Exploring the affordances that technology provides for heritage learners of Chinese as a foreign language (CFL): the case of online chat
Is Version Of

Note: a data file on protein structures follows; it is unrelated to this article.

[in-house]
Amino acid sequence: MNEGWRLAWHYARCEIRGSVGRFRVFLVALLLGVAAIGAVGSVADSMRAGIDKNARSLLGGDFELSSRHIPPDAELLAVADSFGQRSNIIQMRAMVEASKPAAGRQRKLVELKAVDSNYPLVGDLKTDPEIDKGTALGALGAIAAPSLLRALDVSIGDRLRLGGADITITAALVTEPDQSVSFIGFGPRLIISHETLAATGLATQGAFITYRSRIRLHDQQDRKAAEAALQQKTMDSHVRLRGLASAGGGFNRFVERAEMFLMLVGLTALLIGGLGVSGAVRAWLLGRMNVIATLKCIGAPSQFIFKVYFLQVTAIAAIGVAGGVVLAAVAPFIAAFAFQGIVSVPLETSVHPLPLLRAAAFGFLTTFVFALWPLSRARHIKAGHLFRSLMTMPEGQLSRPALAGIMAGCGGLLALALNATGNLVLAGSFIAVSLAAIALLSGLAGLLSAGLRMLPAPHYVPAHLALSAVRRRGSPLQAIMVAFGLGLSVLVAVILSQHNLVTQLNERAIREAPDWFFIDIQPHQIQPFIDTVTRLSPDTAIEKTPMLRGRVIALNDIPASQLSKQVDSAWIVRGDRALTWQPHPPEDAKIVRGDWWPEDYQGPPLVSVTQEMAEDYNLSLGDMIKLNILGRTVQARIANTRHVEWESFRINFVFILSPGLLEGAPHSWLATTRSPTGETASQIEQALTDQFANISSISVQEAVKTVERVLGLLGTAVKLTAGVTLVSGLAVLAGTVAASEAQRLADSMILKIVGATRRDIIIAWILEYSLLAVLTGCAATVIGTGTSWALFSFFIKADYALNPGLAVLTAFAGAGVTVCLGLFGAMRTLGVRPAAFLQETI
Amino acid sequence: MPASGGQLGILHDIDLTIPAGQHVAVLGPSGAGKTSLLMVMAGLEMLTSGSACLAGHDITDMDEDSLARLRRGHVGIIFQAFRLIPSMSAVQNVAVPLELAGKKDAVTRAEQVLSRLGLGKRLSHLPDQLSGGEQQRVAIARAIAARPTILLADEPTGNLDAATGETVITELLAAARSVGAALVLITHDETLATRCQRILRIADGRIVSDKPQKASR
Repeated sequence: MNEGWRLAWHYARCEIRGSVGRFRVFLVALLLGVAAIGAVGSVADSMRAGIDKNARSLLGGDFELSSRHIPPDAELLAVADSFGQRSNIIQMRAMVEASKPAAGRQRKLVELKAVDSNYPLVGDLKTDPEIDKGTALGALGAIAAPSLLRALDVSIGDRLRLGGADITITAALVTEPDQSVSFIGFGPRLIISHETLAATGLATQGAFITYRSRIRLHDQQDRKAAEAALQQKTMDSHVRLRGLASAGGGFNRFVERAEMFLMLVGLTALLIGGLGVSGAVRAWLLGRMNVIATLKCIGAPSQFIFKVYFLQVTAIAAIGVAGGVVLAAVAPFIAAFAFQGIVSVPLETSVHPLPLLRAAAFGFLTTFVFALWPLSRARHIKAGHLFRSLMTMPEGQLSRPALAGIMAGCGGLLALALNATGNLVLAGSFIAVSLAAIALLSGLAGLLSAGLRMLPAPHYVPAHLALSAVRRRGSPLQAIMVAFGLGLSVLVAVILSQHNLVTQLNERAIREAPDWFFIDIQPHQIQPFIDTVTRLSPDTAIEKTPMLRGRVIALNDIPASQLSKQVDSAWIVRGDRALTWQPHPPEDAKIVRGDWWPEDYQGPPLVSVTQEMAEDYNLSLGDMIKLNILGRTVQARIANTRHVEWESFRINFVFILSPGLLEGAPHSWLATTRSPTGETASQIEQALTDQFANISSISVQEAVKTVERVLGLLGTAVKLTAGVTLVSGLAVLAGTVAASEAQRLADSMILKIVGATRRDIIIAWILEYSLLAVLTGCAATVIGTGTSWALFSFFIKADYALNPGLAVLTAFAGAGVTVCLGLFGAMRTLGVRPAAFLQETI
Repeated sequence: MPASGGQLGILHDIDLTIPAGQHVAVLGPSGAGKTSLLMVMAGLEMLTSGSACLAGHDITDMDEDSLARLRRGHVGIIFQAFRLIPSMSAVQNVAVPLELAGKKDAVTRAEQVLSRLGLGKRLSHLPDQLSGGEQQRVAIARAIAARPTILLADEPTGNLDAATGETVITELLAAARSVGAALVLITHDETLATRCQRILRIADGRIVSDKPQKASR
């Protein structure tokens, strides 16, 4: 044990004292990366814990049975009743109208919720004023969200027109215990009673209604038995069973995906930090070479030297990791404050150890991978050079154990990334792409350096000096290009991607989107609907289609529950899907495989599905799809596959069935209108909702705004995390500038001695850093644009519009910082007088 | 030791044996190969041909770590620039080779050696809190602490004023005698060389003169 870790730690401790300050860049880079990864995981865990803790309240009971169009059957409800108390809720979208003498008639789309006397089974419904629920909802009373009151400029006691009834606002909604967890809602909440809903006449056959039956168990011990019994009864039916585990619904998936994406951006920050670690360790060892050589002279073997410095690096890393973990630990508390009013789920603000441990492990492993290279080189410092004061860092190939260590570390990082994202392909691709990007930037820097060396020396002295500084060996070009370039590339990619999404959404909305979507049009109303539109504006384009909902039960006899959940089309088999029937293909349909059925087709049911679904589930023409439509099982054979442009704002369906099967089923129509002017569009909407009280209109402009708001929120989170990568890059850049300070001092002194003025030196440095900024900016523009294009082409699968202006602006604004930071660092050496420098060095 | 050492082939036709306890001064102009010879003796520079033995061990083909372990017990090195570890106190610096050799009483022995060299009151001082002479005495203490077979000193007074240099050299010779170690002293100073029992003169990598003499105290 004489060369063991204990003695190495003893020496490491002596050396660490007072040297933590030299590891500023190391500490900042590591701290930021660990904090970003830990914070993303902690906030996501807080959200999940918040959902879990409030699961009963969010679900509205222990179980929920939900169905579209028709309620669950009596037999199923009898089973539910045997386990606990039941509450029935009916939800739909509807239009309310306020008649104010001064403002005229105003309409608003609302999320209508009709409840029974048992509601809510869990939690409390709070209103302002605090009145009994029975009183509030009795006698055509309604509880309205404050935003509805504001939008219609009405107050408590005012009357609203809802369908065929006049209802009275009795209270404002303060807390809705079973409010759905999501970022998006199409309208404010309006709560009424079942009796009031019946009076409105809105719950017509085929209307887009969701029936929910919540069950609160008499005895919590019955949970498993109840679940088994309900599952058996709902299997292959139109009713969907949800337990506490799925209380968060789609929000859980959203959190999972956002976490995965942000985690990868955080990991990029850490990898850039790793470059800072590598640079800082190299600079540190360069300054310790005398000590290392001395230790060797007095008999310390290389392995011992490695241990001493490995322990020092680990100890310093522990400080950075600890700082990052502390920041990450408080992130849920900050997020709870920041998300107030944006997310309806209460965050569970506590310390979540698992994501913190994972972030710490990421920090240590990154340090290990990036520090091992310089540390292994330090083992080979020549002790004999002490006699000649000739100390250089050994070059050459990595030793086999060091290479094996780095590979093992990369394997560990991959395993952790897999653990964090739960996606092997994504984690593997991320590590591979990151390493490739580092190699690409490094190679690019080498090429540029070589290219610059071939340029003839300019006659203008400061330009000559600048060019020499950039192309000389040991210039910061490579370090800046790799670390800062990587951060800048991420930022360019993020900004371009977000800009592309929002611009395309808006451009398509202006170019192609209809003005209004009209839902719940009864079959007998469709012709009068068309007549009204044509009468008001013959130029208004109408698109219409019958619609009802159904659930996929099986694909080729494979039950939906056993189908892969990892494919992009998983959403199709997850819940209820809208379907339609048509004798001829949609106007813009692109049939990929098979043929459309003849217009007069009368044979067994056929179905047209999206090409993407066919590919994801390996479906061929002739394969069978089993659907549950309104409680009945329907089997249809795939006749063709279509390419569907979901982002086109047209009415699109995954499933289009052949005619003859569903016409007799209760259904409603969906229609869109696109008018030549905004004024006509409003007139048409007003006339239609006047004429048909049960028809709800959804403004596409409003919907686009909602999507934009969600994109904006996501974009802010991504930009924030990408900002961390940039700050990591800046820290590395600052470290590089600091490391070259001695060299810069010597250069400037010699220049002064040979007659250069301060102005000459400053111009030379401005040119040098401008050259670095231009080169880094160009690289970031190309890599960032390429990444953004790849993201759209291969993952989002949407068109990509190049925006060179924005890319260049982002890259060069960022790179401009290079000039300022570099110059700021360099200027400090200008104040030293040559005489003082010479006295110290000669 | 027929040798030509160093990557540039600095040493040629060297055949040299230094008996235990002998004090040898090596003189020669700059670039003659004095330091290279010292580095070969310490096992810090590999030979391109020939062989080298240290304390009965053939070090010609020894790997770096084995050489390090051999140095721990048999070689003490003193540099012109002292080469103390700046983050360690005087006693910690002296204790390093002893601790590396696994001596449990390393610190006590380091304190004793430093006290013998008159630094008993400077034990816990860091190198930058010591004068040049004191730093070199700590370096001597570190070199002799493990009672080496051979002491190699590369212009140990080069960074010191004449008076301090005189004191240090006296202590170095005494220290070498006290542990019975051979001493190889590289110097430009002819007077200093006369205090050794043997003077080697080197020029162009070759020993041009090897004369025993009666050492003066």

This thesis reports an interpretative case study investigating the use of online chat in a blended Chinese language course. The course combined online learning and face-to-face instruction at the college for heritage learners who, because of their Chinese family background, commended certain conversational skills but had limited reading and writing skills or not at all. The goal of the study was to identify the affordances of online chat perceived by heritage learners, the course instructor, and the course designer. The major research question this thesis study aimed to address was: how does online chat help heritage learners with their learning of Chinese? In this study, I worked as the co-designer and technical support person of the course, and a participant researcher. Four heritage learners were selected as representatives of heritage learners in college classrooms in the United States to participate in this study. The participants' interviews, chat logs, written assignments including reflective journals, and the researchers' observation notes were the data sources. The instructor's and the designer's perceptions of the use of online chat in this class were also examined. Research findings demonstrated that online chat was powerful in accelerating the heritage learners' learning of Chinese and in enhancing the instruction of Chinese. The chat in Pinyin appeared to scaffold heritage learners' acquisition of Chinese characters in the early stage. In addition, the application of online chat generated pedagogical innovations in the Chinese language classroom.